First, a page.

In the end all ends fairly happily however, which is something of a problem. Shortland was inspired in Dostoevskyian manner by a true-life murder case, the conclusion of which has bitten the dust here and we are left instead with several narrative threads that scarcely pay off, either in narrative or, really, character terms. The quiet air of menace and mounting disquiet turns out to be just an air; as Heidi finds, the whole sojourn is to a certain extent unnecessary. My script editor friend Keith Thompson saw an early version of the screenplay and was much excited by it, but felt that was a distinct mid-act wobble where the focus was moved away from the heroine. This problem is still present in the work for the film's discursive investigations of the other characters who revolve around Cornish's exiled waif are both admirable in that each person is given some small turn, some passage for our enlightenment of their general humanity, be it positive or negative, but such haiku-like character exposition, is better in a larger, more florid type of story than this. Here, what is required is rigorous personal examination, or the work falls into stagnation, and Somersault does so at more than a few points. When it sticks to the wayfarer Heidi, a curious, embryonic person, it is however largely a success. We are both invited into the feelings and development of Heidi but to a certain extent we are kept at some distance, we are never quite sure how she thinks so like Joe we watch her in moments such as when she dances in a moment of erotic-comic self-abandon, wondering what strange kind of creature she is and will be. This is partly deliberate. Heidi is a mystery to herself, an unfinished and unsolved thing, she is capable both of being a very good persona and a rather mean one, and the film shows a life process where she on the knife-edge of development, where she can become either a remarkable adult or a screwed-up young lass indeed. If I find it just a little too measured, too controlled, too humorless, too astringent a film, I have to say it is exceptionally well-acted, especially by Cornish and Worthington, and remarkably concerted, with a solidity and rigour of purpose I found entirely lacking, for instance, in the glossy, picture-perfect but deeply empty Lantana.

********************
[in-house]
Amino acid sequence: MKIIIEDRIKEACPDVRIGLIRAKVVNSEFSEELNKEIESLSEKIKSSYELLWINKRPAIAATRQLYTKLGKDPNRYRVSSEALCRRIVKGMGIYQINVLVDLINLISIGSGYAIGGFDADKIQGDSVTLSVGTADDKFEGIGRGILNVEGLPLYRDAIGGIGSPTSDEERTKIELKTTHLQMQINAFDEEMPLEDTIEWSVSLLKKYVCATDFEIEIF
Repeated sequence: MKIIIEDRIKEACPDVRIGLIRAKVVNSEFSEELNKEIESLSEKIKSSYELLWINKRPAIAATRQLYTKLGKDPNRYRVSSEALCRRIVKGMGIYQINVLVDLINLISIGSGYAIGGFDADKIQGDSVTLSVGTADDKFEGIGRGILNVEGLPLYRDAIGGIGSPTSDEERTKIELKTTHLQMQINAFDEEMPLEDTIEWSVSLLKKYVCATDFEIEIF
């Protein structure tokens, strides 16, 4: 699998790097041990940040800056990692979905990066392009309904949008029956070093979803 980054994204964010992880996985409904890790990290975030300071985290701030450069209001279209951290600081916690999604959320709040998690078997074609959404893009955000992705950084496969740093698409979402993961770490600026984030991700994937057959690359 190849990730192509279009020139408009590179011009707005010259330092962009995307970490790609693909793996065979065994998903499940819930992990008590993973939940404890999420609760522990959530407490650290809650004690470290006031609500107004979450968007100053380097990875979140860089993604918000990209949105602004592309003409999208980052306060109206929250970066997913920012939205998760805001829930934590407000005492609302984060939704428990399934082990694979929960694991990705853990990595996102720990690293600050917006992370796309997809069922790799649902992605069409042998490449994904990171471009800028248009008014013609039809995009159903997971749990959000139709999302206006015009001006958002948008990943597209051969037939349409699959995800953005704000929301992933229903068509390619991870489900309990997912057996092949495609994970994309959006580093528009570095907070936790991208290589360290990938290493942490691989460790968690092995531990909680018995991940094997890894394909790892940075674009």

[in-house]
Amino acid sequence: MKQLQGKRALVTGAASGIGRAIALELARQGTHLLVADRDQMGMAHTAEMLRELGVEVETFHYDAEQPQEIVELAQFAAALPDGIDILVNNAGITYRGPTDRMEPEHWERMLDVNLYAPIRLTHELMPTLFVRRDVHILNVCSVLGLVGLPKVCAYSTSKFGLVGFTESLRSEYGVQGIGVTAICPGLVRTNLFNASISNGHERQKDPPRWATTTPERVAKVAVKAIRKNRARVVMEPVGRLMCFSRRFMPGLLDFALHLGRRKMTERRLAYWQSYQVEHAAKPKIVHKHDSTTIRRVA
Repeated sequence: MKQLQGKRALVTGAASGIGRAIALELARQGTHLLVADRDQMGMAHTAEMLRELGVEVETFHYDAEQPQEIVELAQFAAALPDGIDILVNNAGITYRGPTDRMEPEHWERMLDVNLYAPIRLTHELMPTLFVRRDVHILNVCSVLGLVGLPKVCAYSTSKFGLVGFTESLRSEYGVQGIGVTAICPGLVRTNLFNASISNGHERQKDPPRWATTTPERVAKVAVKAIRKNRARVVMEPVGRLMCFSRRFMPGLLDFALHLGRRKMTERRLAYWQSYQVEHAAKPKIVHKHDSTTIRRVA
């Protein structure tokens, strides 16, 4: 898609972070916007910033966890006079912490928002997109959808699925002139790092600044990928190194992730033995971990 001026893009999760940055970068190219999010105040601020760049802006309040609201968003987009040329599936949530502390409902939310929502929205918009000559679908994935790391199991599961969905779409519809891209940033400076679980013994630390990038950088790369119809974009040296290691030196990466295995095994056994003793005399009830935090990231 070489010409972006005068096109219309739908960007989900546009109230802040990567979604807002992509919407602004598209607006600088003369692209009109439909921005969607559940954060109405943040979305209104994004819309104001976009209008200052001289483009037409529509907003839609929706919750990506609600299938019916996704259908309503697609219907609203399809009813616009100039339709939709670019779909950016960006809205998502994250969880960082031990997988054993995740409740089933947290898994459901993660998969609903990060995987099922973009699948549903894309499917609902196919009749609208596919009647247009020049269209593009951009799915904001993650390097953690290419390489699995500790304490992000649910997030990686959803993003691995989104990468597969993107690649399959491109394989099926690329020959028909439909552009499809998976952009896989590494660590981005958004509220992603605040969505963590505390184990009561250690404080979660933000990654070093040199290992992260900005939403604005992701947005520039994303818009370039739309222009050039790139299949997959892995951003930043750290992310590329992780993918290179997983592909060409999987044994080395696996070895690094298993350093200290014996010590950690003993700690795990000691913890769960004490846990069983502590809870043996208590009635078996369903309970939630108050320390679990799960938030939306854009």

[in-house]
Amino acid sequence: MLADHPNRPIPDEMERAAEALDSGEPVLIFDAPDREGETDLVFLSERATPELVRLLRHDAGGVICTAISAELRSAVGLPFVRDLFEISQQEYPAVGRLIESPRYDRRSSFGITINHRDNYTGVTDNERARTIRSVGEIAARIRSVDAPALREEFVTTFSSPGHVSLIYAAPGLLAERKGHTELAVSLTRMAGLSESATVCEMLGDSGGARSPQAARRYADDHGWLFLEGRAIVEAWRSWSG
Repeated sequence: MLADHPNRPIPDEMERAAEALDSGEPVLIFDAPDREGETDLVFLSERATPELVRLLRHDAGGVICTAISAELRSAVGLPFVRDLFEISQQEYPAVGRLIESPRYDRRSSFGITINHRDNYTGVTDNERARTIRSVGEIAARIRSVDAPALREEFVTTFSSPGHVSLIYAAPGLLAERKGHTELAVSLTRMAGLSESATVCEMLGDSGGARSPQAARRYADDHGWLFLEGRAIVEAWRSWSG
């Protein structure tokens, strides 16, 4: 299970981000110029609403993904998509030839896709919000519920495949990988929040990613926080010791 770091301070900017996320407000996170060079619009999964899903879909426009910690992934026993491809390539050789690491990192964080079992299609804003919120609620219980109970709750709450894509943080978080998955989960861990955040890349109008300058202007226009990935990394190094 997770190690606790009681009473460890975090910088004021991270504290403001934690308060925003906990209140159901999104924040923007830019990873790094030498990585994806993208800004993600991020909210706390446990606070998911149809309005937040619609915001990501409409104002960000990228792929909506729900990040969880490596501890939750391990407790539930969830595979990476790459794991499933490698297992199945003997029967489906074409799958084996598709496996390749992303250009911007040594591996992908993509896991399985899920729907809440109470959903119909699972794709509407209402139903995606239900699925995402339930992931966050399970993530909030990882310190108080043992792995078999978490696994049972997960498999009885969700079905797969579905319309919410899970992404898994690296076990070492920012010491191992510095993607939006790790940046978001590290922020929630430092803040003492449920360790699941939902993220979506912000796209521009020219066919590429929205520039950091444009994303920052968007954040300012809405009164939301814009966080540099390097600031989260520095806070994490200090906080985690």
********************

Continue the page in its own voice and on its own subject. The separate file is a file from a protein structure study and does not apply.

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Posted: Thu Dec 30, 2004 7:34 pm Reply with quote
Site Admin Joined: 12 May 2004 Posts: 4246 Location: Montreal
Lemony Snicket's a Series of Unfortunate Events

Written by...Syd

Lemony Snicket's a Series of Unfortunate Events is a reasonably good but not great dark comedy with some good scares and laughs. The story is cobbled together from parts of the first three novels in the series (The Bad Beginning, The Reptile Room and The Wide Window). The structure is somewhat disjointed because of this, with repetitive themes as the kids are assigned to a new relative and their distant relative (supposedly), Count Olaf, pursues and threatens them.